We can’t all be that bad… right?
It has been said that salespeople are greedy, money hungry, selfish … the list goes on. Luckily, with sales becoming more of a lucrative and fulfilling career, the stereotype is changing. More universities and colleges are recognizing sales as a specialization, even a required course for some business schools. In 2015, after analyzing millions of profiles, LinkedIn found sales to be the most common career transition. “Salesperson” has solidified its top spot on job satisfaction lists, as well as top paying jobs and most in demand jobs.
That’s a pretty good set to nail down.
As I’ve seen the perception begin to change over the years it made me wonder, was the stereotype ever true?
A look at the data
The easiest way to approach the question is to understand the difference between intrinsic and extrinsic motivation.
Intrinsic motivation is defined as an interest in the task itself — a focus on the concept of mastery learning. Extrinsic motivation is defined as an interest in the goals, rewards and evaluations external to the task itself — a focus on demonstrating your ability to others (Deci & Ryan, 1985).
The stereotype would suggest that salespeople are highly extrinsically motivated, looking for fame, fortune and the corner office.
The question is, which type of motivation leads to greater selling success?
A study by Sujan and colleagues (1994) measured salespeople’s learning orientation, an intrinsic interest in one’s work characterized by a preference for challenges and an eagerness to master how to sell effectively. They also measured salespeople’s performance orientation, an extrinsic interest in one’s work characterized by the desire to achieve external rewards and praise from their colleagues.
These researchers found that salespeople were motivated both intrinsically and extrinsically. The results seem simple but actually reveal a lot about the ideal salesperson’s disposition.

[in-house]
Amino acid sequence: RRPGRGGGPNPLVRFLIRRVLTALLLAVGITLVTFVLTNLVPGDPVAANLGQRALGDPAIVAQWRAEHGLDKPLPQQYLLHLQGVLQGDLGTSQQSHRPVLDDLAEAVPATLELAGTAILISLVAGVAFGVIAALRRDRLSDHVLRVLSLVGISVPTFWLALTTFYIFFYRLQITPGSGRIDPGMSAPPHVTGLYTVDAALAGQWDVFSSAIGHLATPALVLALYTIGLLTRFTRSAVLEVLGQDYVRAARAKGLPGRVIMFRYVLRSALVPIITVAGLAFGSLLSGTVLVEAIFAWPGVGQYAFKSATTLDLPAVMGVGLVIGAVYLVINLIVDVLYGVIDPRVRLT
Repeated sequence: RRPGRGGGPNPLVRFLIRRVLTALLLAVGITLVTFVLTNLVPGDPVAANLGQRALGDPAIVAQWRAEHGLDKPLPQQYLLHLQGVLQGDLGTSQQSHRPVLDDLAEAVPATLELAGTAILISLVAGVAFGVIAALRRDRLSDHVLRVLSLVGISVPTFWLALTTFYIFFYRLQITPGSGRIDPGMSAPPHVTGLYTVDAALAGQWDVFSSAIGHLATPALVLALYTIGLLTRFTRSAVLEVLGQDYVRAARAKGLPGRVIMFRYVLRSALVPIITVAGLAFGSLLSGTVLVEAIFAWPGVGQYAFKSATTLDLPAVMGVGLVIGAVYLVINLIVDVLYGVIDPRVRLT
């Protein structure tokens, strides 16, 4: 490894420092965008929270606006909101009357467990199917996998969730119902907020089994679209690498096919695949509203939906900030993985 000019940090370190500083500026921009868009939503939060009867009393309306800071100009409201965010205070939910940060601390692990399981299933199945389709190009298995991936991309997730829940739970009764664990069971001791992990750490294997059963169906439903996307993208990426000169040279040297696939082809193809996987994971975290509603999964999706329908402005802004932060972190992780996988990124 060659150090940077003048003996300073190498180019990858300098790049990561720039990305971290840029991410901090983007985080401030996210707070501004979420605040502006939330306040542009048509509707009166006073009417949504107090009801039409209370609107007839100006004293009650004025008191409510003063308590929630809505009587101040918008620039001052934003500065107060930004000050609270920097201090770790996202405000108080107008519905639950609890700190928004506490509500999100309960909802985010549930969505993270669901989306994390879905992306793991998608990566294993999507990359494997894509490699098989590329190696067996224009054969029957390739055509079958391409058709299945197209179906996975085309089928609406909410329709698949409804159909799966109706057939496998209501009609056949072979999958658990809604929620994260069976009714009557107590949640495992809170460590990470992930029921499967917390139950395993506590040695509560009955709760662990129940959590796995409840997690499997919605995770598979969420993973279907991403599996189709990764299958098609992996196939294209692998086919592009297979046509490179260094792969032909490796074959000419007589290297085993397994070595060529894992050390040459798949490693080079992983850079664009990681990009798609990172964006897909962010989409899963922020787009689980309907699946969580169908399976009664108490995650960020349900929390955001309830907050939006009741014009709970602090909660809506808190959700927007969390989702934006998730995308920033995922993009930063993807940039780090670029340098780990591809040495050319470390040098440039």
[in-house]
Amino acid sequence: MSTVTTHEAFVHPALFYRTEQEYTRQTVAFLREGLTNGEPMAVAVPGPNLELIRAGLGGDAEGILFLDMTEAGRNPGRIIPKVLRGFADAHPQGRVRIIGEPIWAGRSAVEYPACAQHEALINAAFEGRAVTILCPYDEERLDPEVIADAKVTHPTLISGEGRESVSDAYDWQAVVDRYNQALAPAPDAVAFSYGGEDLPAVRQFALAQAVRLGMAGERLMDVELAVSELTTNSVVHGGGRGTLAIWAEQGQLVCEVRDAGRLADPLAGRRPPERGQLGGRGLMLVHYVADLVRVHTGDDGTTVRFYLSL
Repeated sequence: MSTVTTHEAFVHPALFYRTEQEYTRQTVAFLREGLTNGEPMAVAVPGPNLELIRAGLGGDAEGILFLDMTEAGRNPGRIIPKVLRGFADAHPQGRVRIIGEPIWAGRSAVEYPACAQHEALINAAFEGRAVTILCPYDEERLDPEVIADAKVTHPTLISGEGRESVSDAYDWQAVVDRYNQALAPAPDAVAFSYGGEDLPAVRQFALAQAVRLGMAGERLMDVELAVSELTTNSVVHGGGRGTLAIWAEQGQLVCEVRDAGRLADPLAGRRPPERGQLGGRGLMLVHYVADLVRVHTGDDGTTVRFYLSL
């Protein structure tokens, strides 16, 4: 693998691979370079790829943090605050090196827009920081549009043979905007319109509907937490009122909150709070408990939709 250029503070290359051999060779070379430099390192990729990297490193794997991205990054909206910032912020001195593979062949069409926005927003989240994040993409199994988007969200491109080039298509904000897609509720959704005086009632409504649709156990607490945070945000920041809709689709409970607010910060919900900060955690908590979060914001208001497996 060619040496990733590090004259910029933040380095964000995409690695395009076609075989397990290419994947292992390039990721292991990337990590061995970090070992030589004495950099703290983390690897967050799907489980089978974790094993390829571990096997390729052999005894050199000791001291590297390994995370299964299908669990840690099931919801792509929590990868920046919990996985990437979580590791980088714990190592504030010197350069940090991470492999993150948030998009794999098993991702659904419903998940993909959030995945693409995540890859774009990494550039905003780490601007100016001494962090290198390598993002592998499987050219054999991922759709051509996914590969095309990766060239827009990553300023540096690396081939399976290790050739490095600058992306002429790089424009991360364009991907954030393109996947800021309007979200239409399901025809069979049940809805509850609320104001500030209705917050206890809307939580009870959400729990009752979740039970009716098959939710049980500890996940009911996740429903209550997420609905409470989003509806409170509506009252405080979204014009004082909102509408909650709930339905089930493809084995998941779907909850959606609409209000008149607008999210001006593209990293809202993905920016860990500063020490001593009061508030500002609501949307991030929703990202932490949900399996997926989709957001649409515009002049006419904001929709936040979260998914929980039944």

Ji-A Min, head data scientist at Ideal, explains, “Having a learning orientation motivated salespeople to work smart (i.e., plan strategies and develop knowledge about sales situations) and to work hard (i.e., their overall amount of effort and persistence), whereas a performance orientation only motivated them to work hard. Both smart work and hard work increased sales performance.”
The one thing you can change today
The best sales reps find their motivation from both intrinsic and extrinsic sources. The research shows us that swaying too far to either side is when things begin to break down.
So are we all greedy and egotistical?
Nope. However, the research shows that salespeople are also unlikely to shy away from praise.
How can you use this information to boost your motivation strategy and encourage the best performance from your reps today?
Here is a way to assess and optimize your motivation strategy:
Sujan and colleagues recommend encouraging sales reps to change their perception of what is within their control. How can you do this practically? You can influence the way a sales rep perceives their actions based on your feedback.
For example, you can encourage them to perceive a failed call from “it was too difficult to close anyway,” which would be out of their control, to within their control. “Next time try the ___ strategy, I’ve seen it work for you in the past!”
This framework encourages reps extrinsically to increase their intrinsic desire to get the next one.
In the end
Your best reps will be those who are motivated by the love of creating solutions for your prospects and the money that comes with it. I’m happy to see that landing a job in sales is no longer frowned upon but rather desirable, and a top choice for an increasing number of people.
Do you assess intrinsic or extrinsic orientation when you’re hiring sales reps? I’m interested in hearing your experiences. Please let me know in the comments.
To learn more sales motivation techniques, download this free ebook.
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Somen is the CEO of Ideal, a job matching marketplace for sales professionals.